At $35, Google Chromecast is a cheap and handy gadget that allows you to stream video, photos and music to your TV via your computer or mobile device. What the device lacks in robustness, it makes up for in convenience.
You control a Chromecast via a computer or mobile device rather than a remote. Rather than streaming content directly from your smartphone, tablet or computer, Chromecast receives instructions and then streams material right from the Web. However, with the help of its apps, you can also stream content directly from your computer and mobile devices.
The Chromecast is not as versatile as a Roku, which has hundreds of channels instead of a dozen or so. Nor can you stream anything from an Android phone to a Chromecast, as you can with an iOS device and an Apple TV. Still, the Chromecast costs far less money than either a Roku or an Apple TV, and arguably has a simpler setup.
Here's how to get started and make the most of your Chromecast.
To set up Chromecast, all you need is a TV with an HDMI port, a Wi-Fi connection and either a computer or a mobile device with Google's Chrome browser. Simply connect the Chromecast to your TV's HDMI port, visit chromecast.com/setup on your PC, download the app and follow the instructions from there.
Chromecast is simply a receiver, and thus does not have its own navigable menu. As a result, it's not always easy to find out which streaming services have dedicated Chromecast apps. While you can theoretically broadcast anything from Chrome onto a Chromecast, certain sites are optimized for it and so include a dedicated broadcast button. Google provides alist of these apps on its website.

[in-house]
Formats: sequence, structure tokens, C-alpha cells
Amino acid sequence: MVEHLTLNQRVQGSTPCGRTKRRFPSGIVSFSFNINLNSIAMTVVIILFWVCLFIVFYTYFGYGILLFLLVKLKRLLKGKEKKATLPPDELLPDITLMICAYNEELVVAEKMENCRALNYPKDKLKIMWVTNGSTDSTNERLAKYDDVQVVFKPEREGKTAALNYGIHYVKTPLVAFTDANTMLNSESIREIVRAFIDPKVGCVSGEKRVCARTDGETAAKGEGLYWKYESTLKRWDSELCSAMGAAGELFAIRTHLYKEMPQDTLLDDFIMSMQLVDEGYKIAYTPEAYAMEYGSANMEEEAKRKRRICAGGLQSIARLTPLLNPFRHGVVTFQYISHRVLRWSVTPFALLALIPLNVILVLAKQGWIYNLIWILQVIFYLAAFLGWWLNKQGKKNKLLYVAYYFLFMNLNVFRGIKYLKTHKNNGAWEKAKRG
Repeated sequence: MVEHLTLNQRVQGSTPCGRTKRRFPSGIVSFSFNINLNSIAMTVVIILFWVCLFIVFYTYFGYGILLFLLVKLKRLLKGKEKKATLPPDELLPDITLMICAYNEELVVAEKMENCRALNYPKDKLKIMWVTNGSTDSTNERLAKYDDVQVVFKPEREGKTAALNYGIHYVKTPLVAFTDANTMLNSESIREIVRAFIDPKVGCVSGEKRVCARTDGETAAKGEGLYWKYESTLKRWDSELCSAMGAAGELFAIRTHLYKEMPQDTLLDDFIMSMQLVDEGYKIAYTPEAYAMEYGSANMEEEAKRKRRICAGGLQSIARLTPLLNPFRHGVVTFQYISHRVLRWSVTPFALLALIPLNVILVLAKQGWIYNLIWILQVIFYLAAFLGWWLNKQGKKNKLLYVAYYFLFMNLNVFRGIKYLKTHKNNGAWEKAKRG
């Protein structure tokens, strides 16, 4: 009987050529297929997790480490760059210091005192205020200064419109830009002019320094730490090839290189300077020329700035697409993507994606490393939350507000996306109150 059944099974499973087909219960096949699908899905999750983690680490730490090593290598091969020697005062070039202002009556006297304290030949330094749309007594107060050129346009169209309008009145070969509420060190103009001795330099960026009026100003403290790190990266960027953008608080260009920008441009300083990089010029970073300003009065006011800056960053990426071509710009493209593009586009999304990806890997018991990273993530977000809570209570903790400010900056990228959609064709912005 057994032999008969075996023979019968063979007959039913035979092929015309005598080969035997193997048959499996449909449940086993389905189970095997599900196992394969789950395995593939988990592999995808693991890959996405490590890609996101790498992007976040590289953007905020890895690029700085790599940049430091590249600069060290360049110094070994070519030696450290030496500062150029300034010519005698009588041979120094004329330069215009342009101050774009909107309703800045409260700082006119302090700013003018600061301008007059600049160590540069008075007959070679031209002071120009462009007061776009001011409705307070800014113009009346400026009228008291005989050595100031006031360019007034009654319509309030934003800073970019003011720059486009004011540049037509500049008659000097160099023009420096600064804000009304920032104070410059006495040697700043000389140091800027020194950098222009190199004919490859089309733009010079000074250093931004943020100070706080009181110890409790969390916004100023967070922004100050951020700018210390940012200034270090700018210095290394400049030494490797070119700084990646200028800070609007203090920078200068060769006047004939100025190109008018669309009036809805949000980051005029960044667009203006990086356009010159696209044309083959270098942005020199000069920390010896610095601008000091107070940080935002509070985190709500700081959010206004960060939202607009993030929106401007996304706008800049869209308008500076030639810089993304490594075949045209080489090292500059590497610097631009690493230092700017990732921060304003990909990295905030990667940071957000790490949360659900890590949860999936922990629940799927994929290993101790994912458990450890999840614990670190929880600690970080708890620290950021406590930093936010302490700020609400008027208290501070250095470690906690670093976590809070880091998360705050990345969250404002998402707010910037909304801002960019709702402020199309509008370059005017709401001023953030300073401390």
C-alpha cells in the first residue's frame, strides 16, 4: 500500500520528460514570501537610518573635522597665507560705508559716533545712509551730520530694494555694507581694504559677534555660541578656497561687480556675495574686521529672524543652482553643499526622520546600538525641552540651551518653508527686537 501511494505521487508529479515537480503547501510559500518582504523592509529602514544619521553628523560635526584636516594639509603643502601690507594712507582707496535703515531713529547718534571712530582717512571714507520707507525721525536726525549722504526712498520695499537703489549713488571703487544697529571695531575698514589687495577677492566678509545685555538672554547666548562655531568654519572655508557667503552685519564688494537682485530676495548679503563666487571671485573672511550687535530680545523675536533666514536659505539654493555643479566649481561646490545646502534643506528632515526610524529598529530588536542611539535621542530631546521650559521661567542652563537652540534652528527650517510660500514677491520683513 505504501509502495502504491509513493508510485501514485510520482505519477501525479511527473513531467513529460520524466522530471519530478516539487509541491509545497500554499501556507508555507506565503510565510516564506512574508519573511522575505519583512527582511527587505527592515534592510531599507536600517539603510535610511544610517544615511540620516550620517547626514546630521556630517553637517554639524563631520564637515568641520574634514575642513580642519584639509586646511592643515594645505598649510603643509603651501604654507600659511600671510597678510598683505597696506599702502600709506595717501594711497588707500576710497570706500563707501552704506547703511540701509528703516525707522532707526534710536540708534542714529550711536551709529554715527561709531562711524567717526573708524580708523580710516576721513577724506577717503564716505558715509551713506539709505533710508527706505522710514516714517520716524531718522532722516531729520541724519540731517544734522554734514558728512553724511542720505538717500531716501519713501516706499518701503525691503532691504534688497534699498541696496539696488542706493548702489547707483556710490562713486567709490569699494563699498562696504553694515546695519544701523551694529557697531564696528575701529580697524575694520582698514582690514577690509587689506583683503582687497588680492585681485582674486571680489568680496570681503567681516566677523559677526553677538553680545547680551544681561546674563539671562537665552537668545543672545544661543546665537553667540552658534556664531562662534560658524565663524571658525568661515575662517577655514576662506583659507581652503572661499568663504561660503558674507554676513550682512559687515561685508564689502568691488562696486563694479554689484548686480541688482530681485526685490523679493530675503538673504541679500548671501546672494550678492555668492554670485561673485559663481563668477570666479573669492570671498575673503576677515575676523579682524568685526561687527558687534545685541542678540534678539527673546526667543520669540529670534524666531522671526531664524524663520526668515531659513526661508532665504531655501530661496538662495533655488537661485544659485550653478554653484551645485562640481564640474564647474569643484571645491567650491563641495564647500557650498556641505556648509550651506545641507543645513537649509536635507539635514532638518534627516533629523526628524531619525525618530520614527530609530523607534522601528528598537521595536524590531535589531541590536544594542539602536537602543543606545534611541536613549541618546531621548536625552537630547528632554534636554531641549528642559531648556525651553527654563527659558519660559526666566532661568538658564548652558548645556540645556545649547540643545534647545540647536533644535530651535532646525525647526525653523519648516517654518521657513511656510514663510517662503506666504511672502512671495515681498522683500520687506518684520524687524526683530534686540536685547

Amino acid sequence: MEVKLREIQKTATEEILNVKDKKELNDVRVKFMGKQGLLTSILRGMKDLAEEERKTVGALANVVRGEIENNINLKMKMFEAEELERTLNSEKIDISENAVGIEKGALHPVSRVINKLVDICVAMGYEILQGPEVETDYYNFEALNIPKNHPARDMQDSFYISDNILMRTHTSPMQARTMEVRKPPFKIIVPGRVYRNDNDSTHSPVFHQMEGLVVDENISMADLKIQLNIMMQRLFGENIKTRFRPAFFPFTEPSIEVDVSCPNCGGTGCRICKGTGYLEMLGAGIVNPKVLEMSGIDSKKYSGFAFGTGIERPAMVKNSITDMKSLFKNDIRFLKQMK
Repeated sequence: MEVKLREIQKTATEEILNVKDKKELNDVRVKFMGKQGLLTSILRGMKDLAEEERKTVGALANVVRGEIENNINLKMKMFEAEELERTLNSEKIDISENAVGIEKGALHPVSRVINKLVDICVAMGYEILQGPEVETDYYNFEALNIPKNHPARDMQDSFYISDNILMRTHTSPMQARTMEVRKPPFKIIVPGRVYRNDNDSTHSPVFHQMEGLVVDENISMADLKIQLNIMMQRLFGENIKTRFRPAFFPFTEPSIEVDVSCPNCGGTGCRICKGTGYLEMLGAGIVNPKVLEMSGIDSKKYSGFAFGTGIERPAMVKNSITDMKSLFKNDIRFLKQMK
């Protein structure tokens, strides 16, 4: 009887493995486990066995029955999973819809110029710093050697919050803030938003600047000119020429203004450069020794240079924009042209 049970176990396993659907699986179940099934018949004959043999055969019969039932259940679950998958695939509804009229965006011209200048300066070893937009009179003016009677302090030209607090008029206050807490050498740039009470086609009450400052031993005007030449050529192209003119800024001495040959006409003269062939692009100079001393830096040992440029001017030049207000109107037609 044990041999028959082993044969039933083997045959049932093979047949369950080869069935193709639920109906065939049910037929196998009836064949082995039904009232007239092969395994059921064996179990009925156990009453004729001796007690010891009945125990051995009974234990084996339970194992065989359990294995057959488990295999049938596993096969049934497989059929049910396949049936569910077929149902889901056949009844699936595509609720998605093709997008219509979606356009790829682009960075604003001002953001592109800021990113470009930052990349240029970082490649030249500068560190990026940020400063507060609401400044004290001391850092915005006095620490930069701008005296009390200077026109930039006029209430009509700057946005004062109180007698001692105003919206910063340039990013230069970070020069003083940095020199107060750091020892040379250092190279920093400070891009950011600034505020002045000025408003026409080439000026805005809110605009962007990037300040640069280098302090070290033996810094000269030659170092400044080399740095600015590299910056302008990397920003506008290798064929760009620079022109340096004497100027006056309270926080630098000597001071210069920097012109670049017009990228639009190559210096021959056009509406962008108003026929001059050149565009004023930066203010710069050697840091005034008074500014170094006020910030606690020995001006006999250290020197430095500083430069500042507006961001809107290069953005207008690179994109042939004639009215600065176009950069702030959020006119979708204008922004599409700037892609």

Whether you're using Windows, Mac, Linux or Chrome OS on a desktop or a laptop, broadcasting your content to Chromecast is simple. After the initial setup, all you have to do is press the Broadcast button on your content, and it will appear on the big screen. For detailed instructions, check out our guide to the process.
Although it's easiest to do Chromecast's initial setup on a computer, using it from a mobile device afterward is simple, too. For a smartphone or tablet (Android or iOS device), the process is exactly the same. Once you download the Chromecast mobile app, you can stream content from Netflix, YouTube, Pandora and other popular services.
Google Cast, or "tabcasting," is a utility that allows you to broadcast anything at all — not just Chromecast apps — to your TV from Chrome running on your PC. Navigate to the site you want to see, and then click the Google Cast button in the upper-right corner of the browser. The function is still in beta, though, and crashes frequently, especially with video content.
Chromecast will generally work with any home Wi-Fi network, but if your security is very restrictive, you'll need to set your router to make an exception. This process varies by router, but one thing you'll need in every case is the device's media access control (MAC) address. To find this, look at the bottom of the Settings page on the Chromecast app for your computer.
If your Chromecast goes belly-up, or you come across a problem that just won't go away, you may need to restore it to factory settings. There are two ways to do this, both of which are very easy. The first way is to access the Settings menu on the Chromecast app, either on your PC or mobile device, and then click Restore Factory Settings. The second way is to hold down the Chromecast's physical button for 25 seconds.
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